As you all know, Ecce Homo -like every other brand- runs advertisements on Facebook from time to time in order to promote its product via digital marketing. However, what does set Ecce Homo apart from the vast majority of queer brands is the fact that most of our ads try to pass social messages across usually via the visual representations we put forward and the explicit mentioning of the ‘queerness’ of our brand. In this effort to promote by the way of both the designing itself and the marketing of our underwear the visibility of the LGBTIQA+ persons, that is the colorful spectrum of gender and sexual identities and expressions, we inevitably put ourselves in the position of becoming an easy target for queerphobic backlash in terms of either a reaction button or a comment. This risk of ‘losing clients’ and of ‘bad’ publicity is a risk Ecce Homo as a queer brand is more than willing to take in its fight against the multiple forms of discrimination queer people face. Yet, this time on the occasion of the following transphobic comments under one of our ads, we felt the need to take a clear stance against a hopefully small part of the lesbian/feminist movement, the TERFs. Here are the anonymized screenshots of all the comments and reactions under an Ecce Homo’s ad that simply makes a reference to the ‘LGBTIQA+ community’, a term that is apparently a triggering one for some people.

The transphobic comment that sparked the abovementioned debate among the users constitutes a classic case of TERF rhetoric. But who are the TERFs for whom a heated debate has been raging over the last years in the digital public sphere, among the ranks of the LGBTIQA+ and feminist movements, and in academia? To begin with, the acronym TERF stands for trans-exclusionary radical feminists, but don’t let this ‘radical’ fool you. This term was initially coined in 2008 by trans-inclusive cisgender radical feminist blogger Viv Smythe, but it is dismissed by those identified by others as TERFs as a slur. Despite the fact that this term has been popularized over the past few years due to celebrities -such as Harry Potter series author J.K. Rowling- who have drawn the spotlight to the issue of the inclusion of trans women or femininities in the feminist movement with their transphobic ‘feminist’ views, this debate has unfortunately been around at least since the 80s with the rise of the transgender identity as a distinct gender identity in the USA and Europe. Among the criticisms that the second wave of feminism faced was the fact that it wasn’t intersectional enough because it was based on a very limited account of who counts as its proper political subject, the woman. Along with a series of criticisms raised by the feminists of color or the lesbian and bisexual women, the movement of that time was accused by trans women and femininities of being too cisgender and at times trans-exclusionary. And that’s because, even though gender was/is considered to be a malleable social and historical construct, sex on the other hand seemed/seems to be thought of as biological and unchangeable, the anatomical ‘least common denominator’.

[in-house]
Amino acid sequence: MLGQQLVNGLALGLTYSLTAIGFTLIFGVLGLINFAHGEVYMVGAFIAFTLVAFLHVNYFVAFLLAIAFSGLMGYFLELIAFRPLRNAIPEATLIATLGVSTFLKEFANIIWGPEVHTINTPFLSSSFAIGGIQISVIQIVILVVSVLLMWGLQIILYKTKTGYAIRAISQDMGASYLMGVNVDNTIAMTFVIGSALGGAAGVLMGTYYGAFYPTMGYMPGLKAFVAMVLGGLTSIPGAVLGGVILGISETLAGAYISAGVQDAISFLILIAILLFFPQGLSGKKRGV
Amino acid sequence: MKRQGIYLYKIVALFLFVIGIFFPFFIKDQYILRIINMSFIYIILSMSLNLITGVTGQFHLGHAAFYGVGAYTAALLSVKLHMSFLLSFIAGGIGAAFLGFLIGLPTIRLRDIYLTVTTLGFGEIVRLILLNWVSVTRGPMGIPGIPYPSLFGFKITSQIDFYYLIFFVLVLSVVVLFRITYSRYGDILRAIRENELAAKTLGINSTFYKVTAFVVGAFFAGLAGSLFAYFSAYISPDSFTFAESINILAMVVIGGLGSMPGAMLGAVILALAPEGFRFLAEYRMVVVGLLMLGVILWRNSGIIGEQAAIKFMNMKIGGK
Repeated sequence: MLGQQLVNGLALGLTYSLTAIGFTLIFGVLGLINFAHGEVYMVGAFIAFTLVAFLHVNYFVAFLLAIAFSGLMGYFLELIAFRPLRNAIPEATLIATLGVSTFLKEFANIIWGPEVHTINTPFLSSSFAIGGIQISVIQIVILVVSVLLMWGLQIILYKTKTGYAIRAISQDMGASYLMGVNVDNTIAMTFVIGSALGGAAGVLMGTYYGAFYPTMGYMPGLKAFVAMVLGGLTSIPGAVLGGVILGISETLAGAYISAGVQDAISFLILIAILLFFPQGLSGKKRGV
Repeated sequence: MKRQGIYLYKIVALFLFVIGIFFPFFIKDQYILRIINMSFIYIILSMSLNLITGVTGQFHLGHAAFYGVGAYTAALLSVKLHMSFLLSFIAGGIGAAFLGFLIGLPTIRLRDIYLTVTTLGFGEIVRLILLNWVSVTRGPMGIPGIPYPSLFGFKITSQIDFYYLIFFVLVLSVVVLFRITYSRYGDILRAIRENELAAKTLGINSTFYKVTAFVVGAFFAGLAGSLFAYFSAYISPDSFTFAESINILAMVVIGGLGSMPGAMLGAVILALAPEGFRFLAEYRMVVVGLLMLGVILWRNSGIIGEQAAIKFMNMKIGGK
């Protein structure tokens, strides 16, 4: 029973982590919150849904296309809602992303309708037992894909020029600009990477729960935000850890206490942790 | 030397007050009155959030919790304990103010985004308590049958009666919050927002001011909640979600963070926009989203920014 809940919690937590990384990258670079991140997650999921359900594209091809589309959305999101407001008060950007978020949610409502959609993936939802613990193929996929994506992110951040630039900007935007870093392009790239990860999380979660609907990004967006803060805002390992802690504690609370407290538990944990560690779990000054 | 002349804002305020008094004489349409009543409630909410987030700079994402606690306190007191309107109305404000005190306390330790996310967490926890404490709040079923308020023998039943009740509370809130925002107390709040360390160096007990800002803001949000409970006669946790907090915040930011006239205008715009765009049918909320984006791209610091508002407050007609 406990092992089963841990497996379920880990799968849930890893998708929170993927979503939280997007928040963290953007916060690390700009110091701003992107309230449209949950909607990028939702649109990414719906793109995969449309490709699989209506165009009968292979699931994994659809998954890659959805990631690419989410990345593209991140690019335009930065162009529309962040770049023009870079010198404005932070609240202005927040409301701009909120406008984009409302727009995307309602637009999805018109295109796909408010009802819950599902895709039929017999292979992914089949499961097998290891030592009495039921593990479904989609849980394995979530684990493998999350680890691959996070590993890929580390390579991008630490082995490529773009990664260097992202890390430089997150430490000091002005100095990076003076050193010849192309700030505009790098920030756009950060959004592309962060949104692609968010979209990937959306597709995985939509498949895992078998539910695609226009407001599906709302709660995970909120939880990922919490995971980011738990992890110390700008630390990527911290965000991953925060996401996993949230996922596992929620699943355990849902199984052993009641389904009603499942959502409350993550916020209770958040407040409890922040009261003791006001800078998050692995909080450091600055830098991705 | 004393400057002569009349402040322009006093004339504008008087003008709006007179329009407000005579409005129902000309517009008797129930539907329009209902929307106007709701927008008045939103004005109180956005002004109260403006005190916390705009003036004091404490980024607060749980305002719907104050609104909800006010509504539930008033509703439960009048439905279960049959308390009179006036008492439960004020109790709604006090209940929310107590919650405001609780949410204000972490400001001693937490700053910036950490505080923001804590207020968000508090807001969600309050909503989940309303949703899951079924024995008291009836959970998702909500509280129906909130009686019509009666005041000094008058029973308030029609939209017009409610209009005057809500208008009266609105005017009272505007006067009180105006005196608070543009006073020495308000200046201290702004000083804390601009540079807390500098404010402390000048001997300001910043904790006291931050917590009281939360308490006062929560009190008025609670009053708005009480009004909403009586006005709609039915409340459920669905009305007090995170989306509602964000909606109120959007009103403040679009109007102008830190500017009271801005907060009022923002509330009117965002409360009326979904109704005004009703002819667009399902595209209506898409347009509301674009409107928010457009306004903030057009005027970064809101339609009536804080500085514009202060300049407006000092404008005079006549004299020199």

According to this line of reasoning that has been revived recently despite the decades-long deconstruction of sex as biological, trans women are not 'real' women and as such they must not be included among the feminist ranks since their political claims are not only different from those of cisgender women, but they also undermine the latest’s rights. In this transphobic rhetoric, trans women are many times depicted as confused lesbians or narcissists or even 'attention sluts'. From the point of view of the lesbian TERFs, trans persons, along with intersex persons, do not belong to the LGBTIQA+ community since they do not share with gays, bis, and lesbians a same-sex desire but instead, they are all about gender, and not sexual, identities. On their part, the TERFs themselves, that usually prefer the term ‘gender critical’ for their self-identification, deny being transphobic and present themselves as radical feminists who fight for the rights of ‘true’ women. They deny any violence, apart from the transphobic violence of misgendering of course, and they base their views on their personal experiences that focus mainly on bodily functions in order to highlight the biological definition of gender. These exact recurring features of TERF’s transphobic rhetoric can be identified both in the comments above and the tweets of the notorious TERF, J.K. Rowling, below.   

Ecce Homo hasn’t replied to any of the transphobic comments under its ad for three reasons. Firstly, one cannot by definition win an argument with TERFs online, and if one tries so, one will only end up inciting more of their hurtful transphobic speech. Secondly, Ecce Homo stands by trans folks via both its non-binary designing and marketing rationale and its extensive CSR program that supports an association of transgender people, among others, without appropriating their experiences. We lend our voice to support and empower trans people, instead of talking in their place. And last but not least, we have taken a clear stance on the matters of gender, intersectionality, transgender violence, etc via this very blog since the launching of our firm. Our blog articles speak loud and clear. For Ecce Homo, if it isn't intersectional, it isn't feminism or queer!